The ice cream soda was invented by Robert McCay Green in Philadelphia, PA, in 1874 during the sesquicentennial celebration. The traditional story is that, on a particularly hot day, Mr. Green ran out of cream for the flavored sodas he was selling and used vanilla ice cream from a neighbor and invented a new drink.
His own account, published in Soda Fountain magazine in 1910, states that while operating a soda fountain at the Franklin Institute's semi-centennial celebration in Philadelphia in 1874, he wanted to create a new treat to attract customers away from another vendor who had a fancier, bigger soda fountain. After some experimenting, he decided to combine ice cream and soda water. During the celebration, he sold vanilla ice cream with soda water and a choice of 16 different flavored syrups. The new treat was a sensation, and soon other soda fountains began selling ice cream sodas. Green's will instructed that "Originator of the Ice Cream Soda" was to be engraved on his tombstone.
There are at least three other claimants for the invention of ice cream soda: Fred Sanders,Philip Mohr (in 1782 at Fulton and First Streets in Elizabeth, NJ), and George Guy, one of Robert Green's own employees.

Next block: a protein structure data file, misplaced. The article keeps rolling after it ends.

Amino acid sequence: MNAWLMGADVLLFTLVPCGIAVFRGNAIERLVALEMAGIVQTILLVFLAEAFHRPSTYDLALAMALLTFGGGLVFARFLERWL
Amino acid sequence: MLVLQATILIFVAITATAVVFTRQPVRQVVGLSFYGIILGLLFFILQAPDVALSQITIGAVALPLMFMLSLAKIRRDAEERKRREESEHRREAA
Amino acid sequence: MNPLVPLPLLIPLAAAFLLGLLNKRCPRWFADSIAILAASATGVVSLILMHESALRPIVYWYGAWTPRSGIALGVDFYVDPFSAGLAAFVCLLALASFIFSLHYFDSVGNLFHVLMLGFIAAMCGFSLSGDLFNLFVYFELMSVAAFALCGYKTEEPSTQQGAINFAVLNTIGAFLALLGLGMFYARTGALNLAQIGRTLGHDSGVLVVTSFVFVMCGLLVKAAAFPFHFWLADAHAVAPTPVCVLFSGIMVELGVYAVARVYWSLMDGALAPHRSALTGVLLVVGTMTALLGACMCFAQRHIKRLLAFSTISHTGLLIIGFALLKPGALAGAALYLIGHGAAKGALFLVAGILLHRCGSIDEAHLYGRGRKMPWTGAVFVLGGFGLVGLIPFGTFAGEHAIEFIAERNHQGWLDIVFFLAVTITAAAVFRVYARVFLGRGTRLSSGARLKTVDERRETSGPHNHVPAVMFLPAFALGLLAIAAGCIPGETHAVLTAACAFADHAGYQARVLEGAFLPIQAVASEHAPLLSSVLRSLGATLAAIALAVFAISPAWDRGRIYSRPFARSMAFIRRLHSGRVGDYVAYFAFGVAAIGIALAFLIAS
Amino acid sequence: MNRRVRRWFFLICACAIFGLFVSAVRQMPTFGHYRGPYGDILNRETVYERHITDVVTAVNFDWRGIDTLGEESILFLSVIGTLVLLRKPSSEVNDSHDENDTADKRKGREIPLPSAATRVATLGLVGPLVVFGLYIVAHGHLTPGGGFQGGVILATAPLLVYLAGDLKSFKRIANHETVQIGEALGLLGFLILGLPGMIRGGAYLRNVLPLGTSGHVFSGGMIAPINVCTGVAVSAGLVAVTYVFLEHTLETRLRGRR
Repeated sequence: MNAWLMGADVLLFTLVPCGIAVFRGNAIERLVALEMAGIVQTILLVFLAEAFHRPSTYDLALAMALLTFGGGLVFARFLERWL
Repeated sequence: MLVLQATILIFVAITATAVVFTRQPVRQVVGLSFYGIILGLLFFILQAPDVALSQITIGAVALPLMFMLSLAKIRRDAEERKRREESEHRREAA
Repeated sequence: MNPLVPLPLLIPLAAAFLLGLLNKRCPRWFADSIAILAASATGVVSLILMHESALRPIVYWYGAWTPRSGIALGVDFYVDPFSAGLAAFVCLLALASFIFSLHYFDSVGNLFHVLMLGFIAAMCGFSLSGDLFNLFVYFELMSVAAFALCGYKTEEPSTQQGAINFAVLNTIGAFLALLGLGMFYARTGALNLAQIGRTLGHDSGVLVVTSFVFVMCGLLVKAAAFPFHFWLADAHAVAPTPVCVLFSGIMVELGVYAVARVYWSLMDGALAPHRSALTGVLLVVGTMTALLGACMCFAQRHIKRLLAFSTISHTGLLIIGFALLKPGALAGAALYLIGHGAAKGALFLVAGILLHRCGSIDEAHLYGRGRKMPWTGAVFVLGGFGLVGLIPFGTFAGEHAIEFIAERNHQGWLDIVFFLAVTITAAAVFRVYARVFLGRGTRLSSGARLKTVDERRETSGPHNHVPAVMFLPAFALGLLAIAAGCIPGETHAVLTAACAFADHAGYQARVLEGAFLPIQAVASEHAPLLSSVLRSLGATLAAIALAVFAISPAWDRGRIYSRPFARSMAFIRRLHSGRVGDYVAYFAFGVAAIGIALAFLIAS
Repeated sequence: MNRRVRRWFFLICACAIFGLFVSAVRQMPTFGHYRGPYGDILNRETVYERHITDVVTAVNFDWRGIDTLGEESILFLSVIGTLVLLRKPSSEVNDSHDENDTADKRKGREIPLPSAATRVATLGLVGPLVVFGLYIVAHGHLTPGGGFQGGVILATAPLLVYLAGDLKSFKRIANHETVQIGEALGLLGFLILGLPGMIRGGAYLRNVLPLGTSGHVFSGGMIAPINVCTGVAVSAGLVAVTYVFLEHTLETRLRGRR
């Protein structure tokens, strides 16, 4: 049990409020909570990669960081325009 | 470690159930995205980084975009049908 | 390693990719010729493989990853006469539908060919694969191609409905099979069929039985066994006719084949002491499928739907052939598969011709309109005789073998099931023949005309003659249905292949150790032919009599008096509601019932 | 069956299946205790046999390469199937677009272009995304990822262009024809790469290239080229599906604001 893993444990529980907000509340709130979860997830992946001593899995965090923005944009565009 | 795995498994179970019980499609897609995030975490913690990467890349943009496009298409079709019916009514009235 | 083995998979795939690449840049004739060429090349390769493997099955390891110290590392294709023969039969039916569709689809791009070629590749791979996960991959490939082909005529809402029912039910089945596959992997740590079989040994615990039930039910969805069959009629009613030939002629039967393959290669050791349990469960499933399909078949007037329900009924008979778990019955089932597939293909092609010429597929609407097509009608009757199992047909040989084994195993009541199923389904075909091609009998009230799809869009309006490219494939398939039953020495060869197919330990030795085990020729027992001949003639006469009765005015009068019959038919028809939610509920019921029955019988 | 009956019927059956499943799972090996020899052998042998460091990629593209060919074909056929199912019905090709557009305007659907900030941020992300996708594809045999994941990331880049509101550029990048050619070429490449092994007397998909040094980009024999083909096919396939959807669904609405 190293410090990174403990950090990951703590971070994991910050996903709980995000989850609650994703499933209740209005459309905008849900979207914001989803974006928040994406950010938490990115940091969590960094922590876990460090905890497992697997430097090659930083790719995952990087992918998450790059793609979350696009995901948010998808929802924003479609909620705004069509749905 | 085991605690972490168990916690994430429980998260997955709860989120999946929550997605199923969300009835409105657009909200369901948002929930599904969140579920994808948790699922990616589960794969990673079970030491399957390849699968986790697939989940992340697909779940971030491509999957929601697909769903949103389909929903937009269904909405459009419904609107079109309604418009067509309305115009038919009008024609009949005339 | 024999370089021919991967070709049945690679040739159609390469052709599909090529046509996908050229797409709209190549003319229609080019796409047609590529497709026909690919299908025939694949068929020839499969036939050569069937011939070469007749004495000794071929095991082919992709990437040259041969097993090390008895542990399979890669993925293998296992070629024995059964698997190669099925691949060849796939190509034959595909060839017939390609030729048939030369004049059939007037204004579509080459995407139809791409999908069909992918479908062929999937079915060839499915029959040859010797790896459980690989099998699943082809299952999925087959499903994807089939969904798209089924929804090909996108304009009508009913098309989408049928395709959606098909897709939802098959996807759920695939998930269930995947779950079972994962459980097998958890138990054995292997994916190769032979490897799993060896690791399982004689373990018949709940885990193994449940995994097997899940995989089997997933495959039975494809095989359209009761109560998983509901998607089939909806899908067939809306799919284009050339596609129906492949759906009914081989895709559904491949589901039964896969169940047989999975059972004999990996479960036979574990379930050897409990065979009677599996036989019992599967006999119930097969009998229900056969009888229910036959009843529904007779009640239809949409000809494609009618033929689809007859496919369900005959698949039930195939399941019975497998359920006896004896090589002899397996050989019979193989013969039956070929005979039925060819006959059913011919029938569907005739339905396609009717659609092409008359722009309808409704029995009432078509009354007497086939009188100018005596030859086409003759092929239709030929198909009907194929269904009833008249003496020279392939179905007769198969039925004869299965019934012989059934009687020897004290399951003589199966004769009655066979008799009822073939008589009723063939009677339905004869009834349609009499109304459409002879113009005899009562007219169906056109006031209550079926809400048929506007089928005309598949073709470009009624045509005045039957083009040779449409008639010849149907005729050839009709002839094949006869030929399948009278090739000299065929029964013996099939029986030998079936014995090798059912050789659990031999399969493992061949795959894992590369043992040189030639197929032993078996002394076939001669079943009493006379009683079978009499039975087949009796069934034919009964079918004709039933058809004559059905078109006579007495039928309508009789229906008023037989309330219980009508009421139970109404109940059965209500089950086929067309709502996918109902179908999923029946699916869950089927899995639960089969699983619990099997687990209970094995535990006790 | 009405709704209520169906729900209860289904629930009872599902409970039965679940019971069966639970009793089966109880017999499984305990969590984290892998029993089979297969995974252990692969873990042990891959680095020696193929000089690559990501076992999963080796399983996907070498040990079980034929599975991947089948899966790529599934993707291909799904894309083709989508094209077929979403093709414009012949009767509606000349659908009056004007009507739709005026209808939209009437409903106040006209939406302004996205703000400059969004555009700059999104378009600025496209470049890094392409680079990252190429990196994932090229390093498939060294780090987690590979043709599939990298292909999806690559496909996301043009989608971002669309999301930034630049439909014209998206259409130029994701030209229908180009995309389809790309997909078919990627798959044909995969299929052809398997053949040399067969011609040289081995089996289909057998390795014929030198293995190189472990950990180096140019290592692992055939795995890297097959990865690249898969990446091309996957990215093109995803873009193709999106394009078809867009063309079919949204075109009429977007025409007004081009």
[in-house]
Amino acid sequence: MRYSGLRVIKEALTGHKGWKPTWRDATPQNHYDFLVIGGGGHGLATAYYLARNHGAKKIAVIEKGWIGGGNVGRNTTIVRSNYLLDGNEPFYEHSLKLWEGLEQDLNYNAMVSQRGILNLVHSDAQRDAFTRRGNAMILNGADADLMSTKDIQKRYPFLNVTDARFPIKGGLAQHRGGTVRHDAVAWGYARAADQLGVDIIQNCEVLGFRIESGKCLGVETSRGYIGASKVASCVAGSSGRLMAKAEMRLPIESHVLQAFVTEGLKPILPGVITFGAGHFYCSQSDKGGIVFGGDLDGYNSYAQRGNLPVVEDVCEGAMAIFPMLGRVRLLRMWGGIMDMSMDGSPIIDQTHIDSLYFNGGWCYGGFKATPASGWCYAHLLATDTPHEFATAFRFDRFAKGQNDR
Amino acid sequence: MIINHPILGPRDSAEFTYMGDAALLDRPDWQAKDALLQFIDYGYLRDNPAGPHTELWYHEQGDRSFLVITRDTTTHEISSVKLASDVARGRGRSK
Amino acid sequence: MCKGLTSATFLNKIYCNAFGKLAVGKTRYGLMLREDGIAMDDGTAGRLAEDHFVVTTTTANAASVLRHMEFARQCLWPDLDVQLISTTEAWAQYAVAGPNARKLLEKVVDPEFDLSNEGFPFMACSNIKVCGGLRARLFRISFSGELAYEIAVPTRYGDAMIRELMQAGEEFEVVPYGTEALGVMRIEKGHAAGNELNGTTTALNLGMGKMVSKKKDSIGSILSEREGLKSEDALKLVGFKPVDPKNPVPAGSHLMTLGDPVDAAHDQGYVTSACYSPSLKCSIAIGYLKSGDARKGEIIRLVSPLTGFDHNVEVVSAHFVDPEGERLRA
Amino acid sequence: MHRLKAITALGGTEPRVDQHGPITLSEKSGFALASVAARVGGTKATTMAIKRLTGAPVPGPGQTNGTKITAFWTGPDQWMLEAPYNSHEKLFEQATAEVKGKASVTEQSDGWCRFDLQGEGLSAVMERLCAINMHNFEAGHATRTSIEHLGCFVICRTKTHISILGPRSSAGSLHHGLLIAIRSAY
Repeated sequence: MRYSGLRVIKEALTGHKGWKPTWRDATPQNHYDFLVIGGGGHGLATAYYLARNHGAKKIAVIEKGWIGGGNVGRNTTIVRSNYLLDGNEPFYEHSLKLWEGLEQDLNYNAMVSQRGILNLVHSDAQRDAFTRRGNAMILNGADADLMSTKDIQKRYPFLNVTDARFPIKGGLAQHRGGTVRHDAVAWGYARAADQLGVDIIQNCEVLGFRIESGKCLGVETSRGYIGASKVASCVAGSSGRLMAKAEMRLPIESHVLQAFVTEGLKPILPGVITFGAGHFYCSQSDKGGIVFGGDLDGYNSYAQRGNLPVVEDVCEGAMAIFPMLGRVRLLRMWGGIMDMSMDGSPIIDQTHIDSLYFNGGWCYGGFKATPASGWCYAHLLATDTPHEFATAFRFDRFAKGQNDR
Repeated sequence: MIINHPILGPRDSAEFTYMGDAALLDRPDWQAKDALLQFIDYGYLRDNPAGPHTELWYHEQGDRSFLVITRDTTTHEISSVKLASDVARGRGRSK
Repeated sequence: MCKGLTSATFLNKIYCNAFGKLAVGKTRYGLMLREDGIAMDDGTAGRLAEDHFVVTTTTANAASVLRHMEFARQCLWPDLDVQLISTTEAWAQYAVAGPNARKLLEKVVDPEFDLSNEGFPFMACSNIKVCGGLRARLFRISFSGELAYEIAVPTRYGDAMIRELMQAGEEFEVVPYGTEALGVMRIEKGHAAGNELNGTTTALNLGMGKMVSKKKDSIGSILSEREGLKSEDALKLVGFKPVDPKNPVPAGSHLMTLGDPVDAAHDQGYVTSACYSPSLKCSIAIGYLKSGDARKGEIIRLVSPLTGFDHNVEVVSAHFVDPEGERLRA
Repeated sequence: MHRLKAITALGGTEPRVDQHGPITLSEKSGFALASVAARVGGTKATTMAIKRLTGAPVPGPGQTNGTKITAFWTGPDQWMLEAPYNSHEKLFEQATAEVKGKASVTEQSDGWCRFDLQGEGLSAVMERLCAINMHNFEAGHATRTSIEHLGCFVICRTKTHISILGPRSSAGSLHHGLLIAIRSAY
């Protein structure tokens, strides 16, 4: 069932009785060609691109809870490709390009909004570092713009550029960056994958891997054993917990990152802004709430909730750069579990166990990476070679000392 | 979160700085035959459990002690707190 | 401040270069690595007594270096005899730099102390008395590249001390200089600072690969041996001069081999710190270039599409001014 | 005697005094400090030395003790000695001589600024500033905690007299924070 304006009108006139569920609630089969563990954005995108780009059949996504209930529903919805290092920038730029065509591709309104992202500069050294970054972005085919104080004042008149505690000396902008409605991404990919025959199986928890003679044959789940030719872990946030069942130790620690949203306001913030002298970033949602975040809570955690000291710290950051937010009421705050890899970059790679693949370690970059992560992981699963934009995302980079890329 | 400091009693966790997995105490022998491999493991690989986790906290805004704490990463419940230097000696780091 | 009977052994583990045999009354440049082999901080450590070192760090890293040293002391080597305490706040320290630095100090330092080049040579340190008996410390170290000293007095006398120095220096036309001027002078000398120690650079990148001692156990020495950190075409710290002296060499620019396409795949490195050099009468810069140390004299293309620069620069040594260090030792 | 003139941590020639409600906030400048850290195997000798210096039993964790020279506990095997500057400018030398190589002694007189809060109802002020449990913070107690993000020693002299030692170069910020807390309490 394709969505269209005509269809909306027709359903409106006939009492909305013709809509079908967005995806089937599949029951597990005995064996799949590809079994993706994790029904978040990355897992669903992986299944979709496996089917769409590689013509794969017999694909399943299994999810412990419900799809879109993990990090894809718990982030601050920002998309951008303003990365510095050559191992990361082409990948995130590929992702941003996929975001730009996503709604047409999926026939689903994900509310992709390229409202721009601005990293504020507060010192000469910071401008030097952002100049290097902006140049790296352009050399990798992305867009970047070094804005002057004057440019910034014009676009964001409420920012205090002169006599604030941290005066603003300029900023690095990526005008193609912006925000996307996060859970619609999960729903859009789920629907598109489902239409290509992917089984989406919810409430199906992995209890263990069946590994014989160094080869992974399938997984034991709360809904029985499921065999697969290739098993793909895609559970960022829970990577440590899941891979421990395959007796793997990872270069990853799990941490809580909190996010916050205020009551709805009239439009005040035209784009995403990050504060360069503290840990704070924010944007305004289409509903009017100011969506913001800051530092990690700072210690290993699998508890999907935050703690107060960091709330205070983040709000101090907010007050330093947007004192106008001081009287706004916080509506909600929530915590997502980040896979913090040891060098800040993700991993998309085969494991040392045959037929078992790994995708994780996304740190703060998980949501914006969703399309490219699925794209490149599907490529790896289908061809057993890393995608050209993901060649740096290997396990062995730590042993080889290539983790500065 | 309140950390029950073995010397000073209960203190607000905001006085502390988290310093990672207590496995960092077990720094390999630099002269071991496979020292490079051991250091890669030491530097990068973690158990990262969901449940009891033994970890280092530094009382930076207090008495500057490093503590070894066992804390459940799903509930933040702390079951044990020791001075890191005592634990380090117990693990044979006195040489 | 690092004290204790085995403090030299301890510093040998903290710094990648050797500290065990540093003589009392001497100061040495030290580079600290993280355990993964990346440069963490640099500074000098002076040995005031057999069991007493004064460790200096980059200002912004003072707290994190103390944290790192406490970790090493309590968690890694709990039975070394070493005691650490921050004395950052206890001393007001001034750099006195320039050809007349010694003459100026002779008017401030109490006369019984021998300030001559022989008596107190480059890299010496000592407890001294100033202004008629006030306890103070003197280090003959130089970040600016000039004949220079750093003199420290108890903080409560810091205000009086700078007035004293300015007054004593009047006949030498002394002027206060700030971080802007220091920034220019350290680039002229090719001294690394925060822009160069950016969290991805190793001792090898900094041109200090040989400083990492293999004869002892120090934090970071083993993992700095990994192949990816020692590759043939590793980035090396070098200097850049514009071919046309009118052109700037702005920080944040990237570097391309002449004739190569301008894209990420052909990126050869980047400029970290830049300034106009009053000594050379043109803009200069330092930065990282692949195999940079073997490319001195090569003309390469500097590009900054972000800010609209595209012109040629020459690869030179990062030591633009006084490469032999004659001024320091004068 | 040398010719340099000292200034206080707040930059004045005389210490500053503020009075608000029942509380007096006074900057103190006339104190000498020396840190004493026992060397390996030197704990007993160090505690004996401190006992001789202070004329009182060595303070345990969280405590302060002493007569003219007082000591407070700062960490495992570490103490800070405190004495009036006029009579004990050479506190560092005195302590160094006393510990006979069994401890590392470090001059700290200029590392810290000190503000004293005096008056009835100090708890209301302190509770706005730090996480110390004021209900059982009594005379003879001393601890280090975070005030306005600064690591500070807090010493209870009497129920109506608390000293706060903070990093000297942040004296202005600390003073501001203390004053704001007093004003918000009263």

Regardless of its origins, the beverage quickly became very popular, to such a degree that it was almost socially obligatory among teens, although many adults abhorred it. According to some accounts, it was banned, either entirely or on holy days, by some local governments, giving rise to a substitute treat, the sodaless ice cream sundae. As soda was marketed as a miracle cure, it was often considered a substance that required oversight and control like alcohol, another controlled substance that could not be served or purchased on Sundays in many conservative areas. Many soda fountains had to figure out a way to turn a profit on Sundays when selling soda was considered illegal. The solution was to serve ice cream on these days, as it is merely a food product and not a controlled substance. Soda fountains then coined the term "Sundaes" for the ice cream concoctions that they served on "soda's day of rest".